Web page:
BATON ROUGE, LA. — In "Pink Dog," a 1979 poem about Rio's Carnival, the late poet Elizabeth Bishop invites us to wonder why a city suffering so much want and despair would indulge in so much fun and frivolity. Juxtaposing homelessness and ruin against the colorful pre-Lenten pageant, Bishop comments ironically that "Carnival is always wonderful," suggesting that Shrove Tuesday usually involves a good bit of denial.
As Mardi Gras arrives Tuesday in Katrina-ravaged New Orleans, Americans beyond the Crescent City might be moved to revisit Bishop's question about Carnival:
In the midst of profound pain, where does a gaudy spectacle like Carnival fit in?
Six months after hurricane Katrina, though much of New Orleans and the Gulf Coast region continues to look like a war zone, Carnival floats have once again been rolling through the streets of the Big Easy. Post-hurricane realities being what they are, the customary Carnival season in New Orleans has been scaled back, but there was never any real doubt about marking Fat Tuesday, even in these lean times.
Mardi Gras has always offered a forum for political satire, so it's inevitable that at least a few of the homemade costumes in the French Quarter Tuesday will spoof Michael Brown, the much-derided former head of FEMA.
Mr. Brown earned the ire of many shortly after Katrina, when published e-mails revealed that an aide had fussed over Brown's dinner plans while storm victims languished in the Superdome.
Brown's indulgence of personal pleasure at a time of national crisis cast him as a modern-day Nero who fiddled while Rome burned. But beyond the case of a public official shopping for a nice restaurant two days after a natural disaster, the ethical lines get more blurry.
When are those of us in and around the strike zone of Katrina allowed to have a good time? Was two weeks out from the disaster too soon? Is six months too soon, or even 12 months? When can we embrace "normal" - a condition that, in Louisiana's colorful history, has often involved copious amounts of recreation?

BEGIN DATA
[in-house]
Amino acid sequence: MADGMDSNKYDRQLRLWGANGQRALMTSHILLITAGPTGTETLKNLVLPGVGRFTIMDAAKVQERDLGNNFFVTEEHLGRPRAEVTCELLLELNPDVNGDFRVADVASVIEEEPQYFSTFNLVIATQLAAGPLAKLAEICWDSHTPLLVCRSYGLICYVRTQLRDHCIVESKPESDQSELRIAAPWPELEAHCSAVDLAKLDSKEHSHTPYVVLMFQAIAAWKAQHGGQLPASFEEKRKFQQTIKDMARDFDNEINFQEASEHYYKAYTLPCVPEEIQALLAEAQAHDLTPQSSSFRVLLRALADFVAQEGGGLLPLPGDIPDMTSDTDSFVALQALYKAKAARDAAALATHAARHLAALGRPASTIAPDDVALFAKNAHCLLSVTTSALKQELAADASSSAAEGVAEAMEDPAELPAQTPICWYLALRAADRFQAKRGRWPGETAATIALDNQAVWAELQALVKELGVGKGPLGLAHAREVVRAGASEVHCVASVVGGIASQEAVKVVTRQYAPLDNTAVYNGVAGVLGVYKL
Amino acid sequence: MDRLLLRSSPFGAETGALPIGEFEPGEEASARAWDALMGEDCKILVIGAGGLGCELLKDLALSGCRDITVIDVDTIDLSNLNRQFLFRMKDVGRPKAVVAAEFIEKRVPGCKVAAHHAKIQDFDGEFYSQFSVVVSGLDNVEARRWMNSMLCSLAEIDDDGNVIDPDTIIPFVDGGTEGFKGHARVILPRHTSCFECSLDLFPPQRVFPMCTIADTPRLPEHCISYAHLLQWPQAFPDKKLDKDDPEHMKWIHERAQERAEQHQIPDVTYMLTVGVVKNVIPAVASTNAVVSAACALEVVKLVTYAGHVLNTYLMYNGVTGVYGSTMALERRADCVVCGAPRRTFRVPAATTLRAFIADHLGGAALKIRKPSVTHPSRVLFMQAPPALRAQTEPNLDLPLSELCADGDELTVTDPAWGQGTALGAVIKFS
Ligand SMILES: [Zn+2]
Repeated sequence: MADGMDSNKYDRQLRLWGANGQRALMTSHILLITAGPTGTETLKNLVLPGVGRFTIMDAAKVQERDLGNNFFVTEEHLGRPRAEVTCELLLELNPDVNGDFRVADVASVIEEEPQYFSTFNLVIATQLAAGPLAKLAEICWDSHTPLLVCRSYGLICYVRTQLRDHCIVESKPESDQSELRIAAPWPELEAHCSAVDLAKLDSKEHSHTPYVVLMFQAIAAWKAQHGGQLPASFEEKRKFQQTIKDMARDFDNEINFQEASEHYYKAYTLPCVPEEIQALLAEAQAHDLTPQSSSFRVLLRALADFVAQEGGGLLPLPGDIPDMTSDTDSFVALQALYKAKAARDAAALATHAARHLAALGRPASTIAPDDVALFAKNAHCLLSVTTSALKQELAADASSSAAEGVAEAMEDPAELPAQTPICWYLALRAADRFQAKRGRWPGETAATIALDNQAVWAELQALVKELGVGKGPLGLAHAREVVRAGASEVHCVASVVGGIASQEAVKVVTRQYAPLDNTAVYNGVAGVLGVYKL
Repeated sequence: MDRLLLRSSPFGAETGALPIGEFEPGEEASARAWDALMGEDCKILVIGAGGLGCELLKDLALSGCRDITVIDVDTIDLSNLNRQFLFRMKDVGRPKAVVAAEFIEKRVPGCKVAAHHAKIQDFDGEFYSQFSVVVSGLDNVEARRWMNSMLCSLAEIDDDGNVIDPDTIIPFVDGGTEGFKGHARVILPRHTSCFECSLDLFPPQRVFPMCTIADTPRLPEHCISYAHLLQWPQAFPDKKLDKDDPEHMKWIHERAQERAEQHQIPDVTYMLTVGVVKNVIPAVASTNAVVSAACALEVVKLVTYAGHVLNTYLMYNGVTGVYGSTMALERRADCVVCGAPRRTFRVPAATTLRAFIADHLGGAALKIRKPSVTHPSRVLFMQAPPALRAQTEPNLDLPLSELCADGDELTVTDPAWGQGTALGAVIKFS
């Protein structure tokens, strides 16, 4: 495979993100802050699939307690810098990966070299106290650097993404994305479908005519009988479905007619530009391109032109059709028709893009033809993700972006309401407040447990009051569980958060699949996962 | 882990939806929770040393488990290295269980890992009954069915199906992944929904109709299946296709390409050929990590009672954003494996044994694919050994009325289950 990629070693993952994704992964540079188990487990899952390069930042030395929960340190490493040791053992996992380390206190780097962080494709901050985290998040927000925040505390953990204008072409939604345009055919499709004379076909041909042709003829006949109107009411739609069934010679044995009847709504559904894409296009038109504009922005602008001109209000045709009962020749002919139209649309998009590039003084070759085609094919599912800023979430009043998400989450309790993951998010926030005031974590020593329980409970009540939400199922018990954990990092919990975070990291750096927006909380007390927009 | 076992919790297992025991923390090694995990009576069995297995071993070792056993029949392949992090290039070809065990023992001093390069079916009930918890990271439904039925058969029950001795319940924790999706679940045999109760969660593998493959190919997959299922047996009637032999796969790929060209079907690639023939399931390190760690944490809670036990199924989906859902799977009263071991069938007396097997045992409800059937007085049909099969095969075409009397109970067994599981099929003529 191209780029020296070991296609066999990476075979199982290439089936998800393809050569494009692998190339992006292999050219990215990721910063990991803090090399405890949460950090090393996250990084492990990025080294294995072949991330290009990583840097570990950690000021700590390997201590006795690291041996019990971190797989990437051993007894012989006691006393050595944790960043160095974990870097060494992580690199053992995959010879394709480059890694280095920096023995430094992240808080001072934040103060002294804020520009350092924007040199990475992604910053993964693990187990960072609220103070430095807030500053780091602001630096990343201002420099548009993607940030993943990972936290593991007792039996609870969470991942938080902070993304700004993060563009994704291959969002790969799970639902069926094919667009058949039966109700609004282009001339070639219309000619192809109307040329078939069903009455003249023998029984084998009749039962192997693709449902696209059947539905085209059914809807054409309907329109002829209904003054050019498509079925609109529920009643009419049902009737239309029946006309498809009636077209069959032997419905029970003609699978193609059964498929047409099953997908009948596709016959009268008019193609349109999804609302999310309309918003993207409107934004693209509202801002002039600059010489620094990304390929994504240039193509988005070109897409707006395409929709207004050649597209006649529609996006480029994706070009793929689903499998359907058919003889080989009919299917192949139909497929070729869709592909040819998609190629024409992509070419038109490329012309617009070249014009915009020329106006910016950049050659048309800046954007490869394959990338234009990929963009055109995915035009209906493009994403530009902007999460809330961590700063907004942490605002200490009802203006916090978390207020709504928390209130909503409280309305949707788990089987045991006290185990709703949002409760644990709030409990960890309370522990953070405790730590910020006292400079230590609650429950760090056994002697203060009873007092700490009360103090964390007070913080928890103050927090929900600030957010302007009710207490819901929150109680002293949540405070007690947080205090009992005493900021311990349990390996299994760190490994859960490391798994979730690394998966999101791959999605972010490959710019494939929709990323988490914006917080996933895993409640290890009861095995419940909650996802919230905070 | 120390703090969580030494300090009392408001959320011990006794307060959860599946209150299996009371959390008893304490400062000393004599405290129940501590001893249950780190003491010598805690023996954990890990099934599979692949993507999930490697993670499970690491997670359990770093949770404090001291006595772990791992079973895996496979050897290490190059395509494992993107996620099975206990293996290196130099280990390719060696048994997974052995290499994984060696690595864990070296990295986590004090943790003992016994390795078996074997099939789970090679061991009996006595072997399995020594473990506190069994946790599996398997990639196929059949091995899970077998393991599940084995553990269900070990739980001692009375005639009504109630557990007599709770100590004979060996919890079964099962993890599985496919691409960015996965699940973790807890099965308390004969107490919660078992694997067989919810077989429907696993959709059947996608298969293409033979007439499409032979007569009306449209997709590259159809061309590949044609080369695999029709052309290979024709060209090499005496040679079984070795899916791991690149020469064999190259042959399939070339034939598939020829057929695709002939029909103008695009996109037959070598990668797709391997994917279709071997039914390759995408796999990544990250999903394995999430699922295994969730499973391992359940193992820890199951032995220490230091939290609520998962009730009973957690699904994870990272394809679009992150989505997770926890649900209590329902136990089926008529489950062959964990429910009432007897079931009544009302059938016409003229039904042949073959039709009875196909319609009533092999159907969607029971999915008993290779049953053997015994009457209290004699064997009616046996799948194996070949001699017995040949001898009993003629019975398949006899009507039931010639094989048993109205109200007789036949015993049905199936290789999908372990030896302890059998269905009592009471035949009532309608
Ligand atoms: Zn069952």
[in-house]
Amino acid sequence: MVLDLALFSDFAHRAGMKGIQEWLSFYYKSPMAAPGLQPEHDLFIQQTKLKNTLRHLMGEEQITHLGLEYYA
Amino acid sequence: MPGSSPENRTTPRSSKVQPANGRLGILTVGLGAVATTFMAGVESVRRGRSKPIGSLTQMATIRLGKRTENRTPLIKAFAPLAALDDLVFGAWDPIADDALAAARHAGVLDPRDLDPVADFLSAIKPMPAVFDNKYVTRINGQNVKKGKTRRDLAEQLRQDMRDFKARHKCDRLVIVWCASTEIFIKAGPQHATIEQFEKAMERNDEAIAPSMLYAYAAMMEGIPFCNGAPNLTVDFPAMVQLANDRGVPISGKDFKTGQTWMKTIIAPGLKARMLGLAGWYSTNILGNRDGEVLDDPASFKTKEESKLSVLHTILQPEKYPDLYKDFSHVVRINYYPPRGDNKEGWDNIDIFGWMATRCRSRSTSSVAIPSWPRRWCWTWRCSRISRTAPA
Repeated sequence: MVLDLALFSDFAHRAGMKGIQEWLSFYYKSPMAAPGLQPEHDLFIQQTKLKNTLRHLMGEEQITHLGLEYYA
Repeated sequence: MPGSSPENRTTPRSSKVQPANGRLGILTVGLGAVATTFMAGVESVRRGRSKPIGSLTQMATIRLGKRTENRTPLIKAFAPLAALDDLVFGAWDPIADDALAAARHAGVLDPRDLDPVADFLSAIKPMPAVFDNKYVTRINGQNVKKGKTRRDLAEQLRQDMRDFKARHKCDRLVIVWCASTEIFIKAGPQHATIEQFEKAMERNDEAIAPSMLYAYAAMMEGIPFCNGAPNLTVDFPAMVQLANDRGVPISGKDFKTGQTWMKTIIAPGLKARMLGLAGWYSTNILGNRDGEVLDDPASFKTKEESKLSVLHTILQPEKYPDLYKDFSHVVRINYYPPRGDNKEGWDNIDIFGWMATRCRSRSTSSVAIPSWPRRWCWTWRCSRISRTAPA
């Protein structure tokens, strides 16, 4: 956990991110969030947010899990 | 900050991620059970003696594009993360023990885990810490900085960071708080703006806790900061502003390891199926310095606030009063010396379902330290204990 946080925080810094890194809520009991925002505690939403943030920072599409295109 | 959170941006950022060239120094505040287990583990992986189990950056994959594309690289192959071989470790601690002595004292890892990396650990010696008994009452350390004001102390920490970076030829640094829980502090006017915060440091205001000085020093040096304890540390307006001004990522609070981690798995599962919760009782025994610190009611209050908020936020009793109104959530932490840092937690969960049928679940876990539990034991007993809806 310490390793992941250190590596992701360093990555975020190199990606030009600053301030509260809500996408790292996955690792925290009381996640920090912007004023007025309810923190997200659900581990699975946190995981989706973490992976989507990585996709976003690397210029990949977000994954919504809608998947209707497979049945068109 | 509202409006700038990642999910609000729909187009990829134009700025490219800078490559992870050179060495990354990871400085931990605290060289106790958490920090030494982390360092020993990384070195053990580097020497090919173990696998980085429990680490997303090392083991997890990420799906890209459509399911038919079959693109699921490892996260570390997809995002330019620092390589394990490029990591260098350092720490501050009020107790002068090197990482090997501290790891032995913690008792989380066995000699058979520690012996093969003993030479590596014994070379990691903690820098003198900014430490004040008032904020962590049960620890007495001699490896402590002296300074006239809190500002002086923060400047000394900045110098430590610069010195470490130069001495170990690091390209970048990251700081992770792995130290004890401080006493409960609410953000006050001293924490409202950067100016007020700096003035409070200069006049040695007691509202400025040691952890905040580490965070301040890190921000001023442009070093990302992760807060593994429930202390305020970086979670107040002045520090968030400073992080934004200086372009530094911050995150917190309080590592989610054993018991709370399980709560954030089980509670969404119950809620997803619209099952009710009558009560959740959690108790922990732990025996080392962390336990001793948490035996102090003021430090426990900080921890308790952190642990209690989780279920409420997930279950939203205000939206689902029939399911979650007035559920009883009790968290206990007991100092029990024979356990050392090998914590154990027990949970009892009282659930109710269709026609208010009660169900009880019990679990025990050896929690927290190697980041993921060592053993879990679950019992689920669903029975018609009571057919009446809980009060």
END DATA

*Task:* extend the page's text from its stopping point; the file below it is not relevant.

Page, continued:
Our state's unofficial motto, after all, is "Laissez les bons temps rouler," French for "let the good times roll." Pre-Katrina New Orleans prided itself as "The City That Care Forgot." Oddly, given the grimness of the destruction, one of the prominent benchmarks of New Orleans' resurgence after the storm was the return of nightlife in the French Quarter, a district both lauded and derided as America's erogenous zone.
But after being hammered by hurricanes Katrina and Rita, many Louisiana residents - and quite a few Americans elsewhere - are wondering if Louisiana's embrace of joie de vivre as a civic creed has been the cause of its undoing. As the theory goes, if the good times had rolled less freely, and the Crescent City had remembered to care, then maybe New Orleans and Louisiana would have been better prepared for the storms.
Yet New Orleans, as well as the free-spirited Cajun country to its west, have beckoned as American tourist attractions precisely because they answer desires that are more than mere regional eccentricities. They are national playgrounds for people who often crave play in spite of - and sometimes, because of - stressful human circumstances.
Play, the author and naturalist Diane Ackerman has written, "gives us the opportunity to perfect ourselves. It's organic to who and what we are, a process as instinctive as breathing."
Ms. Ackerman's view of leisure as vital human sustenance will no doubt resonate with crisis-weary souls on the streets of New Orleans this Mardi Gras - those who look toward recreation for its root meaning of "re-creation."
The hope is that when allowed to doodle and daydream, the mind will make new plans to replace broken ones.
Mardi Gras, after all, has always been the crazy cousin of Easter - that other holiday, sitting like a bookend at the other end of Lent, that promises healing after crisis.
• Danny Heitman is a columnist for the Baton Rouge Advocate.